Students’ website plants seeds for Bermuda food security
A high-school class has joined the fight against food insecurity and launched a website connecting the public to food resources.
Pupils from the Berkeley Institute created the Bermuda Lunchbox, a directory of food charities and farming resources, after six weeks of research and website design.
The website went live last Monday and hopes to strength people’s access to food.
Owen Thompson, 16, said: “I can speak for everyone when I say we want this website to help people help themselves out of food insecurity.
“Human beings should learn at least one new thing whenever they get a chance.”
Bermuda Lunchbox gives a summary of different food resources and a link to its social media and websites.
Organisations are separated into free services, charities, private businesses and resources that are completely online.
It includes delivery services and food drives, as well as resources that show how to grow and forage for produce.
Daezjha Talbot, 16, said that he and his classmates put together the website as part of a class project to learn about the causes of food insecurity and potential solutions.
He said that the class, led by their teacher, Diamond Outerbridge, visited the AgraLiving Institute in Devonshire to learn more about the concept.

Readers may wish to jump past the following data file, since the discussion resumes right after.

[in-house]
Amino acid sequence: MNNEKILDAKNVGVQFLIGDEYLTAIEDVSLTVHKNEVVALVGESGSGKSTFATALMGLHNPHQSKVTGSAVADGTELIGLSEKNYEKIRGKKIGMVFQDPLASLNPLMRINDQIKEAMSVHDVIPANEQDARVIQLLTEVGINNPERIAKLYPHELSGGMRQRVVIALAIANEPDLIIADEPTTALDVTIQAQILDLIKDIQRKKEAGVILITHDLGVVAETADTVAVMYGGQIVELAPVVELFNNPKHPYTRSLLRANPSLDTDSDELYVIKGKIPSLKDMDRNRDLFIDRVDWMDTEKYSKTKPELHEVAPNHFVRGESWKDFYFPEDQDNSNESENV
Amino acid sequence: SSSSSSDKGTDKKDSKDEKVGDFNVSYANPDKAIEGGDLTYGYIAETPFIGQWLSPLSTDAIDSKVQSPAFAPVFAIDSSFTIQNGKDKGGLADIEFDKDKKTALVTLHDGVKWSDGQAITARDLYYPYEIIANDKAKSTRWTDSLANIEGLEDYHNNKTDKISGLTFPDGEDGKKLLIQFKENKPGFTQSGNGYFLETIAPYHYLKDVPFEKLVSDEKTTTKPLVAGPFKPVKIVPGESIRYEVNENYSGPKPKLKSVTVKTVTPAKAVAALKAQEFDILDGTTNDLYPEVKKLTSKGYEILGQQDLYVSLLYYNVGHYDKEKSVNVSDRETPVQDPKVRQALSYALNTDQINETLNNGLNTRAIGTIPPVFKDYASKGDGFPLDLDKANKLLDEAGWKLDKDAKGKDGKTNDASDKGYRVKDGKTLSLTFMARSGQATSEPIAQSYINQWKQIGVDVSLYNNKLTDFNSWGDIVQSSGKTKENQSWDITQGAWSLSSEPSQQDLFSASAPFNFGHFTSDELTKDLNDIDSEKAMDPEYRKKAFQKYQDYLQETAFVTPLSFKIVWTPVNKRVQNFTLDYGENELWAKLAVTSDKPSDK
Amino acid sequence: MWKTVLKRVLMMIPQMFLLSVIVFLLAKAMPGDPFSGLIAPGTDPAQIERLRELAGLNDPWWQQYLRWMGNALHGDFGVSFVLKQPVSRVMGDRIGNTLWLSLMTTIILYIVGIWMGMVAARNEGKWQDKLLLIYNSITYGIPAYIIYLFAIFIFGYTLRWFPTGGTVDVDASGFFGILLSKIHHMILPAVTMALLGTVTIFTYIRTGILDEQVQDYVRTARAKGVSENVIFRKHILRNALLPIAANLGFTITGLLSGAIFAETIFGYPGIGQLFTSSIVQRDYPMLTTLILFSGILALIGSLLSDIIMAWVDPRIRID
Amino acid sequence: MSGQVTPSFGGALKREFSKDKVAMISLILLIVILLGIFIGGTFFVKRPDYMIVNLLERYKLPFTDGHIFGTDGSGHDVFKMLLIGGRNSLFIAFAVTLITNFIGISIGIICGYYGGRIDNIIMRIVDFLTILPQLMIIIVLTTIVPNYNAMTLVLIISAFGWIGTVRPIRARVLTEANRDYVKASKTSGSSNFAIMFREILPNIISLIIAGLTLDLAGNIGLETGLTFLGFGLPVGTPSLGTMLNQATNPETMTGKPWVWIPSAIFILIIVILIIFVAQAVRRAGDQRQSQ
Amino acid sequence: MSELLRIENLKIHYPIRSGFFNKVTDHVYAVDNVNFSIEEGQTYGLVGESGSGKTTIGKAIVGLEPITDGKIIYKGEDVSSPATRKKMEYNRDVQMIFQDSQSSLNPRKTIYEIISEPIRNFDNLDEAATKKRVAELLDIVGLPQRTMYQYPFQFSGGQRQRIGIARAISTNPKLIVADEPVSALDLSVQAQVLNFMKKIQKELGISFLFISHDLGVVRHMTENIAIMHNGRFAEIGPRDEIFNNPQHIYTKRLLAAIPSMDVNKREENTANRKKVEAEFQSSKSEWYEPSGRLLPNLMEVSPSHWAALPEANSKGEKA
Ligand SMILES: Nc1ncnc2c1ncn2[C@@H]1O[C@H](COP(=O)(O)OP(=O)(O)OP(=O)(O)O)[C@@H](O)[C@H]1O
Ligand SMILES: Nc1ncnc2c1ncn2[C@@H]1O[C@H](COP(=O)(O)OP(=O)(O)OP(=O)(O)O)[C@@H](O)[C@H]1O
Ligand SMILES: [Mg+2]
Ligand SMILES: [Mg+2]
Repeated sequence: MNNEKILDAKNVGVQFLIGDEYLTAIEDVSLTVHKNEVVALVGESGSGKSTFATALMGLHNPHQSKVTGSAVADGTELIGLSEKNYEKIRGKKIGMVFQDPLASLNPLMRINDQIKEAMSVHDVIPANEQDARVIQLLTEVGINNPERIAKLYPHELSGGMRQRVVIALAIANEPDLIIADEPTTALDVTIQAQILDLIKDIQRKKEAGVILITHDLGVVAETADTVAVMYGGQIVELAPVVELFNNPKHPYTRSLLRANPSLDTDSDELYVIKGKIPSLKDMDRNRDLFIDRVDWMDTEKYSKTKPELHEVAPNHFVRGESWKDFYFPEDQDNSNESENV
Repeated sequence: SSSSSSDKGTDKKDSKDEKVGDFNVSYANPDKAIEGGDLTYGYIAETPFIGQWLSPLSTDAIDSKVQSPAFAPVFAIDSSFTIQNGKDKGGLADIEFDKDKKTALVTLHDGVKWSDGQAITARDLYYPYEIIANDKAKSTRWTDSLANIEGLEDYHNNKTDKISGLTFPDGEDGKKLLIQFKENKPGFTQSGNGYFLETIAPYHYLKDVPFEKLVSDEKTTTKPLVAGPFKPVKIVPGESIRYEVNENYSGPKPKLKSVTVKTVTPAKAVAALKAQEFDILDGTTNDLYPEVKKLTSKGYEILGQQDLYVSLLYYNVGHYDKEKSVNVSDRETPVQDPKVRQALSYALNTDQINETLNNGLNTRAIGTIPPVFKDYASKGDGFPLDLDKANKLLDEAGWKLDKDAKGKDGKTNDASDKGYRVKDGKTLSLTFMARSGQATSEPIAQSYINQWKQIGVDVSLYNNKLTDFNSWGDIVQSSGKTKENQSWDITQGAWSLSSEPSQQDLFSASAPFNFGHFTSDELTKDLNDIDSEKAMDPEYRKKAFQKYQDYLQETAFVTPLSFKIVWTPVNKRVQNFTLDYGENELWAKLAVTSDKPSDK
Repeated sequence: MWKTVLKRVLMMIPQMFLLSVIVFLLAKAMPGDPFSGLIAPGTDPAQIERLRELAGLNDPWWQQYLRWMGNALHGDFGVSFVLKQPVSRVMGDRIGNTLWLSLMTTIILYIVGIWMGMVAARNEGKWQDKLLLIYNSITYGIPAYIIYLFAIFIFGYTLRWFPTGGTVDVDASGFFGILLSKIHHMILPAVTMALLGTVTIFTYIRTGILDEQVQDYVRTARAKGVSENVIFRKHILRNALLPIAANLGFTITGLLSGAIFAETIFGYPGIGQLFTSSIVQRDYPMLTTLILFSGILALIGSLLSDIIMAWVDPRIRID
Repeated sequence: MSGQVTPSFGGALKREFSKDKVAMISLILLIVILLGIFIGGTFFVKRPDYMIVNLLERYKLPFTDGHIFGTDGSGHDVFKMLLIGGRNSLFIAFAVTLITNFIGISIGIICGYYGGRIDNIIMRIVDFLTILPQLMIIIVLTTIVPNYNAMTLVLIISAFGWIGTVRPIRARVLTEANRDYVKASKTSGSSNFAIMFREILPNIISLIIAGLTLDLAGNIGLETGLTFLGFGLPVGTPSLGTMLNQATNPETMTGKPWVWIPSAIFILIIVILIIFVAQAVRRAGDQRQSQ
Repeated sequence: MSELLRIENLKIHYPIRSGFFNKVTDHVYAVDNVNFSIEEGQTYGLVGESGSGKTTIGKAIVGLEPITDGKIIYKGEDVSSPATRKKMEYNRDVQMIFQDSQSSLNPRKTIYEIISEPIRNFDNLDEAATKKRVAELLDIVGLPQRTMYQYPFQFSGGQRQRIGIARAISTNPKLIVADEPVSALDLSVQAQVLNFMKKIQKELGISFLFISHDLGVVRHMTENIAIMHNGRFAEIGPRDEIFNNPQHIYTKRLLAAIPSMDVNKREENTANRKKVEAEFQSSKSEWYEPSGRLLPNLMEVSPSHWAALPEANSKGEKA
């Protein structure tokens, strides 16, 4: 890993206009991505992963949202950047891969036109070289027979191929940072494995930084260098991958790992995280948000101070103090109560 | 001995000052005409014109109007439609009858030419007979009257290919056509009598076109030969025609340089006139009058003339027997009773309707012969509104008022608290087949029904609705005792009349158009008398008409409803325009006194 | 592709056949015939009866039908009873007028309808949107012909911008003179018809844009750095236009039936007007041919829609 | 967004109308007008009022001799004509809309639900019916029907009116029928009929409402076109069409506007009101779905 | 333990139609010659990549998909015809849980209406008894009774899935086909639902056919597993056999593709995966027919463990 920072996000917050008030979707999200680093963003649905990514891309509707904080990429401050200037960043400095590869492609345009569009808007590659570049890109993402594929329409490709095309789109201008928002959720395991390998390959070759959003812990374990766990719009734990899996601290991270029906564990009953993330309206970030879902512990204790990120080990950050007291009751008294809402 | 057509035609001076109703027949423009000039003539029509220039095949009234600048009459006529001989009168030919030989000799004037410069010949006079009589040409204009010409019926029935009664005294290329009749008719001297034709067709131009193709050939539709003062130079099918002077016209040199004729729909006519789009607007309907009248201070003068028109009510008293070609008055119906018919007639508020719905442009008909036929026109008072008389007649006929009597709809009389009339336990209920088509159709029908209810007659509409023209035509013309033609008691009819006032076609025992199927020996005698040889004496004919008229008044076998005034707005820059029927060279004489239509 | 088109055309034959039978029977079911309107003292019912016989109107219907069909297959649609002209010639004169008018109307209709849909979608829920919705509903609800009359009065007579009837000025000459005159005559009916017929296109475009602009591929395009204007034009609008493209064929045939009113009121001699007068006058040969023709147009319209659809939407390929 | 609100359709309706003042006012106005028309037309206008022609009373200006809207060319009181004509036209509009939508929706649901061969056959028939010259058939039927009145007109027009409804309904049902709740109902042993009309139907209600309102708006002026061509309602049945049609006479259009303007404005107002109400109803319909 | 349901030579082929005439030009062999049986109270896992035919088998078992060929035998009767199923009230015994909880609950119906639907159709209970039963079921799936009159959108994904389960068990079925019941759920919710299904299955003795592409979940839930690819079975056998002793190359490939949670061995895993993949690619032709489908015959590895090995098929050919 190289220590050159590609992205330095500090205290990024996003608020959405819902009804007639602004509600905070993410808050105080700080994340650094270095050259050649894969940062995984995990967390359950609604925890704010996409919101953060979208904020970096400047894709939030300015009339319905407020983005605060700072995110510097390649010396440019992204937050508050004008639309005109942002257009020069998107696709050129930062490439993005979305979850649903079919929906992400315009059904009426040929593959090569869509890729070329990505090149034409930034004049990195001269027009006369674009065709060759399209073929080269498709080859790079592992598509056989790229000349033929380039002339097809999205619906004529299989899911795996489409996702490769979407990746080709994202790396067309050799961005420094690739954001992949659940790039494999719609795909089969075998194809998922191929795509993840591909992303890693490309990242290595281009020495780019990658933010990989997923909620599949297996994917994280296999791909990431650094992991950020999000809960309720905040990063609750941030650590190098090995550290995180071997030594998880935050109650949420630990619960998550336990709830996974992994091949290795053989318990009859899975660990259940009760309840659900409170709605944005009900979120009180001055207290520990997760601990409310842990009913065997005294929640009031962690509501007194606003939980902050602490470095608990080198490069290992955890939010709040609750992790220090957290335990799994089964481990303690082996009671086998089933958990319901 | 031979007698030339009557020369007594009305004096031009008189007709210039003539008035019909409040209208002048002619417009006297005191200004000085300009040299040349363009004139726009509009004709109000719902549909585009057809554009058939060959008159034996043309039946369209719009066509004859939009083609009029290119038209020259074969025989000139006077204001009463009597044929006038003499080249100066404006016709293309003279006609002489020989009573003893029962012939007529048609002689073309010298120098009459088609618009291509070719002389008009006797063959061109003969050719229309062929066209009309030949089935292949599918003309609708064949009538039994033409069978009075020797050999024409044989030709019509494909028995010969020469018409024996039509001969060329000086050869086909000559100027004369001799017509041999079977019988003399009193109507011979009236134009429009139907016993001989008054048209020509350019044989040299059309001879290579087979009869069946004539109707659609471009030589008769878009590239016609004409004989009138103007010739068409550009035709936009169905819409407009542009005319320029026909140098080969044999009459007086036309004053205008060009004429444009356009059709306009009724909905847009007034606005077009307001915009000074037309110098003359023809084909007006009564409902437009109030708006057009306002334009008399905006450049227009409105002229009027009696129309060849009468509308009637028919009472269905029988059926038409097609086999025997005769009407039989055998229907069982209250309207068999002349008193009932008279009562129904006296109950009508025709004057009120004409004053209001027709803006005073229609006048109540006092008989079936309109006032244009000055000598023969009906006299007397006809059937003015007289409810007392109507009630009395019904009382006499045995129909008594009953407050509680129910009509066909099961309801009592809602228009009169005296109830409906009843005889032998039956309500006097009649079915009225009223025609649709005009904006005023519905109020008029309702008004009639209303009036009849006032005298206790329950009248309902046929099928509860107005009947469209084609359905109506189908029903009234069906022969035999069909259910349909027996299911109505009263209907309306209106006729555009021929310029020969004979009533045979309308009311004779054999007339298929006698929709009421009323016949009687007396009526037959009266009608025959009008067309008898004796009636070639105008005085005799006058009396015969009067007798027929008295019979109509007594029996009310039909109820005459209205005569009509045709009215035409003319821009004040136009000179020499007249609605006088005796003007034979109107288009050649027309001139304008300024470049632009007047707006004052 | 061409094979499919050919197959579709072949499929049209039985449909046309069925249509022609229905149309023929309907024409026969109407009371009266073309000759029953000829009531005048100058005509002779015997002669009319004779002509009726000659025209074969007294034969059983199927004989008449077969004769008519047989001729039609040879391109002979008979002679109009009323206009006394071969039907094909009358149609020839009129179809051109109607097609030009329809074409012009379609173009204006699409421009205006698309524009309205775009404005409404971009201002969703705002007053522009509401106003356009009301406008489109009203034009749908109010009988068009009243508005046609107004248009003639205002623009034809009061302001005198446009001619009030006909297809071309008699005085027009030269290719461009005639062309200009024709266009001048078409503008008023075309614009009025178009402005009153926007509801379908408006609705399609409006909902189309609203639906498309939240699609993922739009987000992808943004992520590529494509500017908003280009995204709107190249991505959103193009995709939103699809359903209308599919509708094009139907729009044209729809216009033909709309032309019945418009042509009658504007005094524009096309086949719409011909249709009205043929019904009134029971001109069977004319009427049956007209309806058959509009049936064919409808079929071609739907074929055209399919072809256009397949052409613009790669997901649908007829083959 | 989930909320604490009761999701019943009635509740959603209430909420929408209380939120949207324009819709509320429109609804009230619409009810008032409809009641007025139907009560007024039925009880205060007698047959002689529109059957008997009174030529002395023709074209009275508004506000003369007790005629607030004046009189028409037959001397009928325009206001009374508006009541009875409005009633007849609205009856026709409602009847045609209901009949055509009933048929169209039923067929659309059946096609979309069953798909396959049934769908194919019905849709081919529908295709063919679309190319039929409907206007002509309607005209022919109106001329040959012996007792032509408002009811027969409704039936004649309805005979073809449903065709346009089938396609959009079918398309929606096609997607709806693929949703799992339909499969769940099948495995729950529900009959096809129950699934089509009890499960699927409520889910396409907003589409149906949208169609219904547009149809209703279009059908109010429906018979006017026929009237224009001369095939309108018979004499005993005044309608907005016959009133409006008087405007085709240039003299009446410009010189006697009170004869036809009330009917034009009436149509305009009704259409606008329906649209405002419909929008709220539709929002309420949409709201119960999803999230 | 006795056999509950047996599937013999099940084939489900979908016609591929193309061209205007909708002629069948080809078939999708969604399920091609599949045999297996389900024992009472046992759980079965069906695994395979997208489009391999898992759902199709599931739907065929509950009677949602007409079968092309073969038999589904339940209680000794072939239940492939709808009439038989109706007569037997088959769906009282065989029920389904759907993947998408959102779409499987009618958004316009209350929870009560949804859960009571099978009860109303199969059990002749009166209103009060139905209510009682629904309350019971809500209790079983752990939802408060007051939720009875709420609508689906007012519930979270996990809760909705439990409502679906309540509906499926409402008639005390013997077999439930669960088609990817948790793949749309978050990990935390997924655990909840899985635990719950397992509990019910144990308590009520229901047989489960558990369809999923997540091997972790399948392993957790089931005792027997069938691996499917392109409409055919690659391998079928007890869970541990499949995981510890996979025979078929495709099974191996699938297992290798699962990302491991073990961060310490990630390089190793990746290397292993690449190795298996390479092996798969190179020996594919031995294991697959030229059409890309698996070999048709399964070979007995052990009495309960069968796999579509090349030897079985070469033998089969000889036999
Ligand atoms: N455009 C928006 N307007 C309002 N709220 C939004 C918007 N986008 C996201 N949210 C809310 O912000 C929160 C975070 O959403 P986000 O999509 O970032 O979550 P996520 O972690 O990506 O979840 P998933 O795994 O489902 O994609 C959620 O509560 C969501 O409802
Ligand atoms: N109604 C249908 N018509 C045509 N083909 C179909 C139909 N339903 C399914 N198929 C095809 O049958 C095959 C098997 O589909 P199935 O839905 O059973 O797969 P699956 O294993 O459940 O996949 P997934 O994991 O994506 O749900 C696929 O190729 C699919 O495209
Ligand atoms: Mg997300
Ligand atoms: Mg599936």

Daezjha added: “One of the things we learnt was that people keep planting the same things on the same soil, which sucks up specific types of nutrients that other plants need.
“It’s not getting cycled back into the soil so plants are just dying out and that affects what kind of food is available for us to eat.”
Amiyah, 16, said the class decided to build a website because it was the most accessible way to get their information across.
She added that it offered easier services for those who struggled financially or had problems with mobility.
Amiyah explained: “If people are struggling to get food, they can go on this website and look up different food resources.
“It breaks down the amount of money things cost, so people who can’t afford that much food can see the cost.”
She added: “People who can’t really make it to the store or are rushing can use things like Sargasso or Pronto on the website.
“Even people who are on quarantine can use it.”
The class conducted in-depth research on each food resource almost every day, and made note of everything from cost to internet presence.
Daniell Simons, 16, said the research took at more than a month to complete.
She added: “We went to grocery stores and took notes on who would likely go to these stores.”
Owen said that the most fascinating thing he learned about through the project was that food insecurity affects others disproportionately based on social factors such as race and accessibility.
He added that a lack of food was had always been a problem and was even weaponised in the past.
Owen explained: “Frederick Douglass talked about how food was used as a weapon by making enslaved people fight over it or force them to drink so they wouldn’t be able to escape.”
Owen’s brother, Ira, aged 14, said that he hoped the resource would inspire others to grow their own food.
He said: “In the past we actually had a lot of farms, but today we don’t have that many.
“This could be a push towards people saying ‘hey, I want to start a farm, so that if the cargo ships don’t come we’ve got some way to eat’.”